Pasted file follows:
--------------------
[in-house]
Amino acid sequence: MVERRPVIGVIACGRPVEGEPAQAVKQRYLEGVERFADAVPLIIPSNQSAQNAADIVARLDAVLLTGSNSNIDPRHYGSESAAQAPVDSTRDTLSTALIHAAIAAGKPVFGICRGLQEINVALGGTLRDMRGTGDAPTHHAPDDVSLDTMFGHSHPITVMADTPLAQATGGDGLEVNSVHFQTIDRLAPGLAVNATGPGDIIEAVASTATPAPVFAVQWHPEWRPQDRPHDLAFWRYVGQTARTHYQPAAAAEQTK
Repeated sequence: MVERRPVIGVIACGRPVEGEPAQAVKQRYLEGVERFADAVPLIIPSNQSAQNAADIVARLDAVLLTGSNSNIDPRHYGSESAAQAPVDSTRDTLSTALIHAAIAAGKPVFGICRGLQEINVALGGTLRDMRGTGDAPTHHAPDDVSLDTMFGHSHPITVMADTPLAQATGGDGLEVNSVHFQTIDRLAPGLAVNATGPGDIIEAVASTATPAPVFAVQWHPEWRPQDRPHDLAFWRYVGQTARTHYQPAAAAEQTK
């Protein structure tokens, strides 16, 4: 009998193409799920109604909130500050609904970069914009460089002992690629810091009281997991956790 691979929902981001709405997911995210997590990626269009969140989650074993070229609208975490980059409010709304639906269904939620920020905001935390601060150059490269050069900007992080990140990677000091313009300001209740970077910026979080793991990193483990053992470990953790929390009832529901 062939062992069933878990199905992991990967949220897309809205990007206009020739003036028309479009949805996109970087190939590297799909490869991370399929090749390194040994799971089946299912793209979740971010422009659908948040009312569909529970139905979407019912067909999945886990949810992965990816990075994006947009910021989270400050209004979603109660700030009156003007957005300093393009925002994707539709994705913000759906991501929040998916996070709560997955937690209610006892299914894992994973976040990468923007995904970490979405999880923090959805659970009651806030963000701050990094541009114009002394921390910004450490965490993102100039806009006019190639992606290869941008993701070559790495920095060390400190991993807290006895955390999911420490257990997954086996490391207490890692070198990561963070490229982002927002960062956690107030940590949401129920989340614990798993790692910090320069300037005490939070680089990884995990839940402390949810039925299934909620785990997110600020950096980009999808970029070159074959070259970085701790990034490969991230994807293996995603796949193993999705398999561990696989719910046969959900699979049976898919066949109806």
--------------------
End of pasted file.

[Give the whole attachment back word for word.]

[in-house]
Amino acid sequence: MVERRPVIGVIACGRPVEGEPAQAVKQRYLEGVERFADAVPLIIPSNQSAQNAADIVARLDAVLLTGSNSNIDPRHYGSESAAQAPVDSTRDTLSTALIHAAIAAGKPVFGICRGLQEINVALGGTLRDMRGTGDAPTHHAPDDVSLDTMFGHSHPITVMADTPLAQATGGDGLEVNSVHFQTIDRLAPGLAVNATGPGDIIEAVASTATPAPVFAVQWHPEWRPQDRPHDLAFWRYVGQTARTHYQPAAAAEQTK
Repeated sequence: MVERRPVIGVIACGRPVEGEPAQAVKQRYLEGVERFADAVPLIIPSNQSAQNAADIVARLDAVLLTGSNSNIDPRHYGSESAAQAPVDSTRDTLSTALIHAAIAAGKPVFGICRGLQEINVALGGTLRDMRGTGDAPTHHAPDDVSLDTMFGHSHPITVMADTPLAQATGGDGLEVNSVHFQTIDRLAPGLAVNATGPGDIIEAVASTATPAPVFAVQWHPEWRPQDRPHDLAFWRYVGQTARTHYQPAAAAEQTK
């Protein structure tokens, strides 16, 4: 009998193409799920109604909130500050609904970069914009460089002992690629810091009281997991956790 691979929902981001709405997911995210997590990626269009969140989650074993070229609208975490980059409010709304639906269904939620920020905001935390601060150059490269050069900007992080990140990677000091313009300001209740970077910026979080793991990193483990053992470990953790929390009832529901 062939062992069933878990199905992991990967949220897309809205990007206009020739003036028309479009949805996109970087190939590297799909490869991370399929090749390194040994799971089946299912793209979740971010422009659908948040009312569909529970139905979407019912067909999945886990949810992965990816990075994006947009910021989270400050209004979603109660700030009156003007957005300093393009925002994707539709994705913000759906991501929040998916996070709560997955937690209610006892299914894992994973976040990468923007995904970490979405999880923090959805659970009651806030963000701050990094541009114009002394921390910004450490965490993102100039806009006019190639992606290869941008993701070559790495920095060390400190991993807290006895955390999911420490257990997954086996490391207490890692070198990561963070490229982002927002960062956690107030940590949401129920989340614990798993790692910090320069300037005490939070680089990884995990839940402390949810039925299934909620785990997110600020950096980009999808970029070159074959070259970085701790990034490969991230994807293996995603796949193993999705398999561990696989719910046969959900699979049976898919066949109806």